Leaving all philosophical ideals behind, one has to state clearly that social media have gained an enormous socio-political weight, with Facebook at its gravitational center. With almost 2 billion users, the Silicon Valley giant easily surpasses the population of China, India or the European Union. Furthermore, it does not only compete with local bulletin-boards, newspapers, and town hall meetings. It actually replaces them, offering better functionality at any time in practically any location. Thus, the strive for regulation by numerous government seems not only reasonable but indeed very necessary: Given that the internet clearly has become a public space by the mere volume of users, Facebook (and platforms of similar relevance such as YouTube, Twitter or Google) have not only fragmented this space but privatized it: They have more or less excluded national governments from their sovereign monopole of executive power as shown throughout the endless debates on “Hate Speech” and “Fake News”. Of course, Mark Zuckerberg and co. are nowhere near being advocates for hate speech. It seems rather to be a clash of inherent cultural norms that fuels this controverse. On the one side: the (mostly) European actors, deeply marked by the continent’s horrific track record of political extremes, hate crimes and genocide. One the other side: the Valley’s brightest stars, raised by cyberspace ideologies (such as the one by the afore mentioned Barlow) and the US constitution‘s first amendement which traditionally considers the “freedom of speech” an untouchable good. It is this cultural divergence and the subsequent reluctance to delete hate contents (at all or in short time) that mobilizes politicians against social media platforms and makes them call for regulation.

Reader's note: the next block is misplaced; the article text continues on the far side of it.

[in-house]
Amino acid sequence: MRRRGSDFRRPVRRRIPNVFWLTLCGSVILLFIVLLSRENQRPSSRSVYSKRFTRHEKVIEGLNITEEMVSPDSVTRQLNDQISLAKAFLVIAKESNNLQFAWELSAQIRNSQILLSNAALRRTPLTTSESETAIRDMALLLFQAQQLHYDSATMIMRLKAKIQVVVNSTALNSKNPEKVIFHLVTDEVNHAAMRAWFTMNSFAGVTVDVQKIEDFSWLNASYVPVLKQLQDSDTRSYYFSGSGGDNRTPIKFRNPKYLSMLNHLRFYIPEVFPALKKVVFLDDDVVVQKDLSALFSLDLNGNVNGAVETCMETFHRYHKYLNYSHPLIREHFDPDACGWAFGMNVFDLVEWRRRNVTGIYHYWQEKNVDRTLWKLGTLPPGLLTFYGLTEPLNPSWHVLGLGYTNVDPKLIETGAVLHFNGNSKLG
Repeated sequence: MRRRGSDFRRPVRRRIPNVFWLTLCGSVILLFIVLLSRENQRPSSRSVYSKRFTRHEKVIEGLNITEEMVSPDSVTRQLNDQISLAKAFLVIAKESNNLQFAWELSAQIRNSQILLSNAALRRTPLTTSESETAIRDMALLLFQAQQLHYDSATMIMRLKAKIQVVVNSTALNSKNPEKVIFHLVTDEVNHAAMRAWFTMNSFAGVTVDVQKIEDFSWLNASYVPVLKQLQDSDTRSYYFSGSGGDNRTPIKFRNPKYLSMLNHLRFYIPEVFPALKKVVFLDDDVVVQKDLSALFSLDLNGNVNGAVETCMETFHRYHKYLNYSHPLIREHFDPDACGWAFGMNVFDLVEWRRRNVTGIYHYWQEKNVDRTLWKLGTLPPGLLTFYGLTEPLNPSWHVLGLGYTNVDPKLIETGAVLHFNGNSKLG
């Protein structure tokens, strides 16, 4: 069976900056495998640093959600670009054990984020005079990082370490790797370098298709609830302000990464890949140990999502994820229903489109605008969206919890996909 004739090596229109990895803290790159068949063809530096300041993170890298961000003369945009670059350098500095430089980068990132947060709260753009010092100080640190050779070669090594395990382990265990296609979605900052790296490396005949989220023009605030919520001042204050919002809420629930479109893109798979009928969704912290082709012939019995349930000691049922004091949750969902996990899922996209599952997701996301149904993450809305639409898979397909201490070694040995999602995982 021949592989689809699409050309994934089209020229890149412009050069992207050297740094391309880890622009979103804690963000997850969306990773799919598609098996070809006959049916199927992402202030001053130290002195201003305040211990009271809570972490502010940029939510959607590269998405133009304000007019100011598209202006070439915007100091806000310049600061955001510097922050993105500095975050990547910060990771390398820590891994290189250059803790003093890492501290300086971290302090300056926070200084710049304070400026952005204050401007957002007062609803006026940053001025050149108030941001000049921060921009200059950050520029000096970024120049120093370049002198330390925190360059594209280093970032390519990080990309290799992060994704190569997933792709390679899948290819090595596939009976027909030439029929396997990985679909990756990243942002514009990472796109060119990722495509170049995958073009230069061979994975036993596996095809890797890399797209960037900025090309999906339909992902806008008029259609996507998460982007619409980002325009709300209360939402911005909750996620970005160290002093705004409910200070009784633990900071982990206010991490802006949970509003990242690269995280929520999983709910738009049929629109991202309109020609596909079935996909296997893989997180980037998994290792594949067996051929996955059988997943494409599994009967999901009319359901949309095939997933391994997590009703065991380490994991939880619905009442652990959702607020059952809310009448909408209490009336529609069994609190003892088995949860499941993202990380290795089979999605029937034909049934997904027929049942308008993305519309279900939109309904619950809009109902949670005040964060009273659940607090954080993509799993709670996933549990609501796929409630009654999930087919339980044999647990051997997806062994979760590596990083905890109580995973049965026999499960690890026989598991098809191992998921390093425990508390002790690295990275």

Media company or not–does it even matter?

This call for regulation is loud, continuous but–unfortunately–also slightly monotone: so far it has been almost exclusively about treating Facebook and co as a media companies/news publisher. This legislative trick would have the welcomed side effect that social networks would become legally liable for any content published on their platform. Subsequently, they would be forced to introduce some sort of “gate-keeper” function. In radio, television or print, those “gate-keepers” (mostly journalists or editors) filter contents either to secure quality standards and/or to comply with legal barriers of “freedom of speech” (such as hate incitation).